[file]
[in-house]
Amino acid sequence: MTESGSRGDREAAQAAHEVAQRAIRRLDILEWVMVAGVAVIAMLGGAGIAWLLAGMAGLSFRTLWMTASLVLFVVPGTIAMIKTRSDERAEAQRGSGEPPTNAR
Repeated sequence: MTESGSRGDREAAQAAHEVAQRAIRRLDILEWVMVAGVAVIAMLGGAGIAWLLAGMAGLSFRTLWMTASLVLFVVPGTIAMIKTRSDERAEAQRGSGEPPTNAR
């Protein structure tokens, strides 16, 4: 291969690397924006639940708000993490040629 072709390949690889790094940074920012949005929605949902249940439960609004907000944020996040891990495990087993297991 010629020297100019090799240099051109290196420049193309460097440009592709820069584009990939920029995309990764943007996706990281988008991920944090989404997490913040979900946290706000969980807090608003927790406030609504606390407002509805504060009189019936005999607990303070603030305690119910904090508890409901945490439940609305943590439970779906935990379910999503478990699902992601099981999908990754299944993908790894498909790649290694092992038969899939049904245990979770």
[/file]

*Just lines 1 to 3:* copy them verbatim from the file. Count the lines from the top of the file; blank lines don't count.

[in-house]
Amino acid sequence: MTESGSRGDREAAQAAHEVAQRAIRRLDILEWVMVAGVAVIAMLGGAGIAWLLAGMAGLSFRTLWMTASLVLFVVPGTIAMIKTRSDERAEAQRGSGEPPTNAR
Repeated sequence: MTESGSRGDREAAQAAHEVAQRAIRRLDILEWVMVAGVAVIAMLGGAGIAWLLAGMAGLSFRTLWMTASLVLFVVPGTIAMIKTRSDERAEAQRGSGEPPTNAR